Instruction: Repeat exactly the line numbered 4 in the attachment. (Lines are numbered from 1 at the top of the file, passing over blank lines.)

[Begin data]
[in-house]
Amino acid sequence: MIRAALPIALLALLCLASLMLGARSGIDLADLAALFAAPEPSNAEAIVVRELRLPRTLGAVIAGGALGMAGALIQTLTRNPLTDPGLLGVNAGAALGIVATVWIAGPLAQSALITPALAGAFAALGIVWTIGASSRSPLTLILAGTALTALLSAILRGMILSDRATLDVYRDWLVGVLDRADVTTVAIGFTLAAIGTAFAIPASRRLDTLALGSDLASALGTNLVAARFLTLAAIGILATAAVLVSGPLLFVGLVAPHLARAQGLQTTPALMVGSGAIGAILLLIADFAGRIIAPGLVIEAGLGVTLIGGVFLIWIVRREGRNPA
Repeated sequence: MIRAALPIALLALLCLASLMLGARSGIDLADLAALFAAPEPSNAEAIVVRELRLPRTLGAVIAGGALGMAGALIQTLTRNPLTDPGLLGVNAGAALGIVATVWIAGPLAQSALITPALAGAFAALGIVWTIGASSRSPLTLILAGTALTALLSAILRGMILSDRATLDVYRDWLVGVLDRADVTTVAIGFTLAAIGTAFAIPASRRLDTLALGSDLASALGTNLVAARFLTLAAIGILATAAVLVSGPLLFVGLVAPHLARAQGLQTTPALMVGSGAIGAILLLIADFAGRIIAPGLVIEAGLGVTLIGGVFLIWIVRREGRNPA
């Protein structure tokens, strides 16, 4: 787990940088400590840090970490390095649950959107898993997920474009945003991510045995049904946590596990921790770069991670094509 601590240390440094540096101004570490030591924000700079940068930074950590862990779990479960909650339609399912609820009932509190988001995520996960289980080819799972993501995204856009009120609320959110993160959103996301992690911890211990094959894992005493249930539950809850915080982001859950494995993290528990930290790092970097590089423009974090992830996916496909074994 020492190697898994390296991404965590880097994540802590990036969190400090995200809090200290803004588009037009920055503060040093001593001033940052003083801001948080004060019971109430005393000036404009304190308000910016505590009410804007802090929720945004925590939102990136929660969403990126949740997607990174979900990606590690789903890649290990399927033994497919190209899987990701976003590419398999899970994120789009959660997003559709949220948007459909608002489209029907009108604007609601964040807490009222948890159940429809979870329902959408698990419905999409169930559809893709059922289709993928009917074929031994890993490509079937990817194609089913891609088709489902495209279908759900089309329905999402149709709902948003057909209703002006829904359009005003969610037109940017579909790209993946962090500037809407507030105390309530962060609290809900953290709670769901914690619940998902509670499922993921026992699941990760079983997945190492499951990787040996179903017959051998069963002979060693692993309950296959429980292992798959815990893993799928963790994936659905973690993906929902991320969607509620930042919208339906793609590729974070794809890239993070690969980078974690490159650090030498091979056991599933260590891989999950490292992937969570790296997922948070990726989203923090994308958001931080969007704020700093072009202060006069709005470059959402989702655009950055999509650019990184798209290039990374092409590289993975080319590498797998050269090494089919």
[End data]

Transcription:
């Protein structure tokens, strides 16, 4: 787990940088400590840090970490390095649950959107898993997920474009945003991510045995049904946590596990921790770069991670094509 601590240390440094540096101004570490030591924000700079940068930074950590862990779990479960909650339609399912609820009932509190988001995520996960289980080819799972993501995204856009009120609320959110993160959103996301992690911890211990094959894992005493249930539950809850915080982001859950494995993290528990930290790092970097590089423009974090992830996916496909074994 020492190697898994390296991404965590880097994540802590990036969190400090995200809090200290803004588009037009920055503060040093001593001033940052003083801001948080004060019971109430005393000036404009304190308000910016505590009410804007802090929720945004925590939102990136929660969403990126949740997607990174979900990606590690789903890649290990399927033994497919190209899987990701976003590419398999899970994120789009959660997003559709949220948007459909608002489209029907009108604007609601964040807490009222948890159940429809979870329902959408698990419905999409169930559809893709059922289709993928009917074929031994890993490509079937990817194609089913891609088709489902495209279908759900089309329905999402149709709902948003057909209703002006829904359009005003969610037109940017579909790209993946962090500037809407507030105390309530962060609290809900953290709670769901914690619940998902509670499922993921026992699941990760079983997945190492499951990787040996179903017959051998069963002979060693692993309950296959429980292992798959815990893993799928963790994936659905973690993906929902991320969607509620930042919208339906793609590729974070794809890239993070690969980078974690490159650090030498091979056991599933260590891989999950490292992937969570790296997922948070990726989203923090994308958001931080969007704020700093072009202060006069709005470059959402989702655009950055999509650019990184798209290039990374092409590289993975080319590498797998050269090494089919």